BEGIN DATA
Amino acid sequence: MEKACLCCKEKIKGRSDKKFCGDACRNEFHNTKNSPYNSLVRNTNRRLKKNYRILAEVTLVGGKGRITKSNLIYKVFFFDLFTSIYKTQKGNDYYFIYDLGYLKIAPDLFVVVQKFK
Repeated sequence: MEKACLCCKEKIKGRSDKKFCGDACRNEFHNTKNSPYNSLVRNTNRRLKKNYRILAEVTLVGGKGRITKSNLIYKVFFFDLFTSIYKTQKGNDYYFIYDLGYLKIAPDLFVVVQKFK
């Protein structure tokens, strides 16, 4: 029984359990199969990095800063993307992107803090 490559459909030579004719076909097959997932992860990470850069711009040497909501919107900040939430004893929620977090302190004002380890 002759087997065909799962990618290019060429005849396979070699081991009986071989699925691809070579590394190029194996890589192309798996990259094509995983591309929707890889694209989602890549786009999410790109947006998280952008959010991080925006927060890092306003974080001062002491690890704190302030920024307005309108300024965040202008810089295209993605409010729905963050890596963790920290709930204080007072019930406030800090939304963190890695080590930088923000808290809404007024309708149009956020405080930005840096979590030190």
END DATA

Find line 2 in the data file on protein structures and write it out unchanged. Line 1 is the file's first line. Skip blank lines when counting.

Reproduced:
Repeated sequence: MEKACLCCKEKIKGRSDKKFCGDACRNEFHNTKNSPYNSLVRNTNRRLKKNYRILAEVTLVGGKGRITKSNLIYKVFFFDLFTSIYKTQKGNDYYFIYDLGYLKIAPDLFVVVQKFK